Words from Alumni

BMS Alumni have been participating in a lot of wonderful and exciting things since graduating from the BMS program. For instance, our awesome BMS logo was actually made by a BMS alumna!

Here’s what some of our amazing alumni have to say about life since BMS:

“I founded the BMSSA not long ago, but am still doing bookish things. I am now a manager at the Bob Miller Book Room, an independent bookstore in Toronto. I also freelance as an editor and writer. I edit fiction, most of it destined for self-publication, and I write both fiction and non-fiction. My articles have appeared in the Bulletin of the Bibliographical Society of Canada, Amphora, and the journal of the Alcuin Society, and have been picked up by the Huffington Post. My short stories will appear in anthologies this winter. I blog about all things bookish at http://charlotteashley.wordpress.com.”

– Charlotte Ashley

“I graduated from U of T in July of 2012 and by October of the same year, I was employed as an Online Search Specialist for a software start-up in downtown Toronto. It was not so much my degree that helped me land such an awesome job relatively quickly – but the opportunities BMS opened up for me while I was still in school. I had taken courses like Mediating the Social and the Networked Society which helped me expand my knowledge on social media. For 3 semesters, I participated in the work-study program in various social media roles around campus, taking my theoretical knowledge of social media and applying it in the real world. This helped fill out my resume with reputable paid positions while also helping me learn how to use social networks to help execute business objectives. These are not skills people in traditional marketing necessarily learn so possessing as much knowledge and experience in this field really allowed me to transition from student to professional rather easily.”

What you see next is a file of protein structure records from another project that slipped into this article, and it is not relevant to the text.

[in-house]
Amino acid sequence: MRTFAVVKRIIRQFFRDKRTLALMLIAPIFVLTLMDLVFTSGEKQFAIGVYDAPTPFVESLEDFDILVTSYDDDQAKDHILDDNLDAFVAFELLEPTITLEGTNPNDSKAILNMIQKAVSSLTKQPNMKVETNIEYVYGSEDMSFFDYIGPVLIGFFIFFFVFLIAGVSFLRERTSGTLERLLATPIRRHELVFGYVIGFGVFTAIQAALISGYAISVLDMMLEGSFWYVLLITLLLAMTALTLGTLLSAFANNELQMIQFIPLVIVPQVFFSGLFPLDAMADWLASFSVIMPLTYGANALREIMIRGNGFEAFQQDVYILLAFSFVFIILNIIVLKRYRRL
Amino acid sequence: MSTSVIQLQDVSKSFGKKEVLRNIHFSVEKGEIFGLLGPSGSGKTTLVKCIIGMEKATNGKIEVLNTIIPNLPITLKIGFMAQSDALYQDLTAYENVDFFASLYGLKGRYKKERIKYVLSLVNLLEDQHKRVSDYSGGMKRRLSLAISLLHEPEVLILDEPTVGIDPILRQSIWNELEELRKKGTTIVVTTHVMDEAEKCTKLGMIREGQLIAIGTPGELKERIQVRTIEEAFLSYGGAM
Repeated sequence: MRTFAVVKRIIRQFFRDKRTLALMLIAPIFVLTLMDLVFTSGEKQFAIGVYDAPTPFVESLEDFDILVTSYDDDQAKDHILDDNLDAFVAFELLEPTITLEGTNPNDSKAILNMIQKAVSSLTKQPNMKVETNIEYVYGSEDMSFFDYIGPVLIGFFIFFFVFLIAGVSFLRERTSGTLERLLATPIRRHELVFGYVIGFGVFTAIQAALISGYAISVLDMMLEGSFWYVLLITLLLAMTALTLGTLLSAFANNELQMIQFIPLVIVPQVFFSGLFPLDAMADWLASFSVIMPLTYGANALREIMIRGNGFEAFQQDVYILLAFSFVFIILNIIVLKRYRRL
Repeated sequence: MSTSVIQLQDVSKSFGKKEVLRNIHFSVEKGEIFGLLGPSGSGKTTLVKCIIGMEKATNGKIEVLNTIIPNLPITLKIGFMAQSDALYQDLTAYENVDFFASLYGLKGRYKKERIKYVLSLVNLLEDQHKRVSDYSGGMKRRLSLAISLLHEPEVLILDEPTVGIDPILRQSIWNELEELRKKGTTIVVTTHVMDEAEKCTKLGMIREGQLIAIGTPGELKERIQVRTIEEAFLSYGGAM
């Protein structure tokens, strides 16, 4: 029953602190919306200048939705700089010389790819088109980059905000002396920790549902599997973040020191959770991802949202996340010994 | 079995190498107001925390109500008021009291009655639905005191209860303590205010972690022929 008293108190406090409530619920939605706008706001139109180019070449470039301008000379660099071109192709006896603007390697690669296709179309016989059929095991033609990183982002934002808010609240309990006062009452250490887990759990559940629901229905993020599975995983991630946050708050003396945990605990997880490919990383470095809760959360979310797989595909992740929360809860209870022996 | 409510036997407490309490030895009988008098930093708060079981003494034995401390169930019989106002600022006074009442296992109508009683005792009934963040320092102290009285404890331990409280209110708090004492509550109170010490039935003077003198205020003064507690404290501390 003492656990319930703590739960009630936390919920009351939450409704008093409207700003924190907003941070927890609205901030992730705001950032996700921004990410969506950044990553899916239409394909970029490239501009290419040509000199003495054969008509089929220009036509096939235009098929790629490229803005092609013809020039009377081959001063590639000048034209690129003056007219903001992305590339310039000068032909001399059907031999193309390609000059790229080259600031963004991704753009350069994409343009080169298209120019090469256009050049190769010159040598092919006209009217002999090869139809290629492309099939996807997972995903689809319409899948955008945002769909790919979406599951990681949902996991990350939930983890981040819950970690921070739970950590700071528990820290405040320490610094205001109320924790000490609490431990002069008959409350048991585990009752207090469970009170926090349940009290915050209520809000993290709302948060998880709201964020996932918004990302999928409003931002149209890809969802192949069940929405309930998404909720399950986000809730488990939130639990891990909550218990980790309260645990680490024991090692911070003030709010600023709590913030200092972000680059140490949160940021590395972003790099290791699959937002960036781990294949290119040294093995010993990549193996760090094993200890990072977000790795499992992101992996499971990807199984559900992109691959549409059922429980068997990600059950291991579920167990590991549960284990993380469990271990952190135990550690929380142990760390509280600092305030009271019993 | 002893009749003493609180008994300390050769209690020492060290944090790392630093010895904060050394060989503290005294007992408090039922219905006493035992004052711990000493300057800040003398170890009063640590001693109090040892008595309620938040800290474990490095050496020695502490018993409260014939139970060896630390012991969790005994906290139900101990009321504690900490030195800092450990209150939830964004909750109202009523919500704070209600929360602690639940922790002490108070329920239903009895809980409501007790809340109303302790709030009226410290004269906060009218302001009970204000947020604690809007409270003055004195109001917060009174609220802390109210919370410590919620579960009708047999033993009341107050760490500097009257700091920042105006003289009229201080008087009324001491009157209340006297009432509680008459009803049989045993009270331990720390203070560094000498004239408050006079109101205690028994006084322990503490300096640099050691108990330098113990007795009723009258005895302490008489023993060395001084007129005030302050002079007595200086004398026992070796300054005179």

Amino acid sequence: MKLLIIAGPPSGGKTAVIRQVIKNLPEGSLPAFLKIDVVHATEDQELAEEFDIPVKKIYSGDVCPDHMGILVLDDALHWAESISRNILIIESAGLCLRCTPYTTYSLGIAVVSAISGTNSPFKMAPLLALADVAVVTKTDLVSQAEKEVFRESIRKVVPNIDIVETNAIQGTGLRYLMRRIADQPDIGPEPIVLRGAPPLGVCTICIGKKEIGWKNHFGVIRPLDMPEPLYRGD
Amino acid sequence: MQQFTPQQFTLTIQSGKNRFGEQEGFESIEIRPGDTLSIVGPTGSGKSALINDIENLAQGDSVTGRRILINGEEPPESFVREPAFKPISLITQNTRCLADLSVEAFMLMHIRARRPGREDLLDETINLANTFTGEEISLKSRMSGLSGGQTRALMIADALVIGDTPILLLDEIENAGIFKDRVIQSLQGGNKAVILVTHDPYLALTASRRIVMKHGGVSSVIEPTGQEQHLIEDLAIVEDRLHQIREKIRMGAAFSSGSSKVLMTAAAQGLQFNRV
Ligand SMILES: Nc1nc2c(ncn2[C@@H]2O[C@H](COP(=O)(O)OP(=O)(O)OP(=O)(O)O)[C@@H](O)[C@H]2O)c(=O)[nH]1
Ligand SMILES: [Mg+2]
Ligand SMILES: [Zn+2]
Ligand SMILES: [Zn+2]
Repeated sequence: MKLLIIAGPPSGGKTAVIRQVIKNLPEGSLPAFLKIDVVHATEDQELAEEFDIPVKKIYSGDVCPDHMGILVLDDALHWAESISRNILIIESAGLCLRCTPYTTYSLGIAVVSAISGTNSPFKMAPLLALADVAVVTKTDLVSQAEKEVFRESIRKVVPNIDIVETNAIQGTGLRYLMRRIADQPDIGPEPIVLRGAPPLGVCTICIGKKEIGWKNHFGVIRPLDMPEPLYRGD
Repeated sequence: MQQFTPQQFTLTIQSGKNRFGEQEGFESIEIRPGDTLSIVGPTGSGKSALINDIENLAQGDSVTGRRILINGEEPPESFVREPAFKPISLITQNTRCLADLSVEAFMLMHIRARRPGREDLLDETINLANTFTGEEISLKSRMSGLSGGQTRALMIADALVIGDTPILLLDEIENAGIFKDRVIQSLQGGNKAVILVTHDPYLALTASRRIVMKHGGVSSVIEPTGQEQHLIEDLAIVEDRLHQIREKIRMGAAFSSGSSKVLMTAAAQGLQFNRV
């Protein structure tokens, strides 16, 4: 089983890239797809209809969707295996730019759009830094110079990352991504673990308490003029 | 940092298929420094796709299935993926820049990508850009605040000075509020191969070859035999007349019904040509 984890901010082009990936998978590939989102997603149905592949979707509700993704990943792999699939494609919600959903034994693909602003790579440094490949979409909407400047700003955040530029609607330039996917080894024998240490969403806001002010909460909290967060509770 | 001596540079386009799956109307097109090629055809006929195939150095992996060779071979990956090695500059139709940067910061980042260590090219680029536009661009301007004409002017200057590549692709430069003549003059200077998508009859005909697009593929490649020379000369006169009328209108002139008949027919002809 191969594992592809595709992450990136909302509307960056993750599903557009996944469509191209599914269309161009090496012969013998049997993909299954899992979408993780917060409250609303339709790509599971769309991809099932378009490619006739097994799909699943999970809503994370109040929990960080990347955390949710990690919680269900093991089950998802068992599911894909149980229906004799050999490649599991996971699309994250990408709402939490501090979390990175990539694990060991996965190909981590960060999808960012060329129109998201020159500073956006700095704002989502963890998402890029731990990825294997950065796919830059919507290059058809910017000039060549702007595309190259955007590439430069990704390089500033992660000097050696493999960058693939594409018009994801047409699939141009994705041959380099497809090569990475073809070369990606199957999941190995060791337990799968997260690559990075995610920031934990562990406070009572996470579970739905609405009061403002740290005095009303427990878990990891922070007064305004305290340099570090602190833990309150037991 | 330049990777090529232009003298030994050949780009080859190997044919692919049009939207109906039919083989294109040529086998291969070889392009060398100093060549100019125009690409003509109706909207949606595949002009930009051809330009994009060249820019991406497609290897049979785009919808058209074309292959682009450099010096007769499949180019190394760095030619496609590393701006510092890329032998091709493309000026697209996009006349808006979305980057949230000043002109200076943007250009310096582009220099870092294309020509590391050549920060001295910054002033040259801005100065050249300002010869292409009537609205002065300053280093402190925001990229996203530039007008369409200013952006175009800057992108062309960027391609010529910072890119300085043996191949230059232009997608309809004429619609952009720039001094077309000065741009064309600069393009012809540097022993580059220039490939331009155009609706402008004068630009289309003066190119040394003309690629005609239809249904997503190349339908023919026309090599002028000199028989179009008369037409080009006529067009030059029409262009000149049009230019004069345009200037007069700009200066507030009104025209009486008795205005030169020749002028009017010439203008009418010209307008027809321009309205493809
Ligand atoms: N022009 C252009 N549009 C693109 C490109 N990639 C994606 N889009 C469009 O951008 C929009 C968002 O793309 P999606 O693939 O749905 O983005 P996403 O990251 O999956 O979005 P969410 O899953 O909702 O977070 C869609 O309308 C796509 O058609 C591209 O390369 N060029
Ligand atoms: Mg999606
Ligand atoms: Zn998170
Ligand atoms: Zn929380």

– Maria Khan

“I have always appreciated the diversity of the Book and Media Studies programme at the University of Toronto, which gives students the opportunity to tailor course selections to their specific interests. From the academic approach of media theory and book history to the hands-on experience of creating facsimiles of medieval transcripts, Book and Media Studies courses have always guided my interest in the book as a physical object, helping me to question how the form of the book and the different modes of its presentation can effect meaning.

Having finished my studies at the University of Toronto, I will be pursuing a Masters in Conservation at Camberwell College of Arts in London, UK, focusing on the Books and Archival Materials stream. In conservation, it is important to consider the ideal method of preserving materials for future generations while maintaining their historical and cultural integrity. As such, it is crucial to understand the dual nature of the book as both a cultural and physical object, something I will bring to my studies at Camberwell College with my background as an Art History and Book & Media Studies major at the University of Toronto.”